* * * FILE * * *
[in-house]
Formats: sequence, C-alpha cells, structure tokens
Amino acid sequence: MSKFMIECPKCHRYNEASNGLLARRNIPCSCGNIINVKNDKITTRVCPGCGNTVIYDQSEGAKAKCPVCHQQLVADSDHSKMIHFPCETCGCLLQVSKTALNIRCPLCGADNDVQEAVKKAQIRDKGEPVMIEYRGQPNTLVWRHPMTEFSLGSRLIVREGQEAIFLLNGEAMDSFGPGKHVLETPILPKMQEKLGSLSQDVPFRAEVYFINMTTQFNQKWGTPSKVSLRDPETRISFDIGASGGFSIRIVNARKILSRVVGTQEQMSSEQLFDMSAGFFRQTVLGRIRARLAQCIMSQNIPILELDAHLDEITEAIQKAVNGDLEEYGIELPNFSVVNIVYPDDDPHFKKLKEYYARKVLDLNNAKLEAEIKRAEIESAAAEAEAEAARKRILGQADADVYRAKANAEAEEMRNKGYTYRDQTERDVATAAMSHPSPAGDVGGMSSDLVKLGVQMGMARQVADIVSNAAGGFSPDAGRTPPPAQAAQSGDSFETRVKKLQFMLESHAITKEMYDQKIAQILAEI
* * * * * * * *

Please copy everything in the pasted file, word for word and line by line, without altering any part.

[in-house]
Formats: sequence, C-alpha cells, structure tokens
Amino acid sequence: MSKFMIECPKCHRYNEASNGLLARRNIPCSCGNIINVKNDKITTRVCPGCGNTVIYDQSEGAKAKCPVCHQQLVADSDHSKMIHFPCETCGCLLQVSKTALNIRCPLCGADNDVQEAVKKAQIRDKGEPVMIEYRGQPNTLVWRHPMTEFSLGSRLIVREGQEAIFLLNGEAMDSFGPGKHVLETPILPKMQEKLGSLSQDVPFRAEVYFINMTTQFNQKWGTPSKVSLRDPETRISFDIGASGGFSIRIVNARKILSRVVGTQEQMSSEQLFDMSAGFFRQTVLGRIRARLAQCIMSQNIPILELDAHLDEITEAIQKAVNGDLEEYGIELPNFSVVNIVYPDDDPHFKKLKEYYARKVLDLNNAKLEAEIKRAEIESAAAEAEAEAARKRILGQADADVYRAKANAEAEEMRNKGYTYRDQTERDVATAAMSHPSPAGDVGGMSSDLVKLGVQMGMARQVADIVSNAAGGFSPDAGRTPPPAQAAQSGDSFETRVKKLQFMLESHAITKEMYDQKIAQILAEI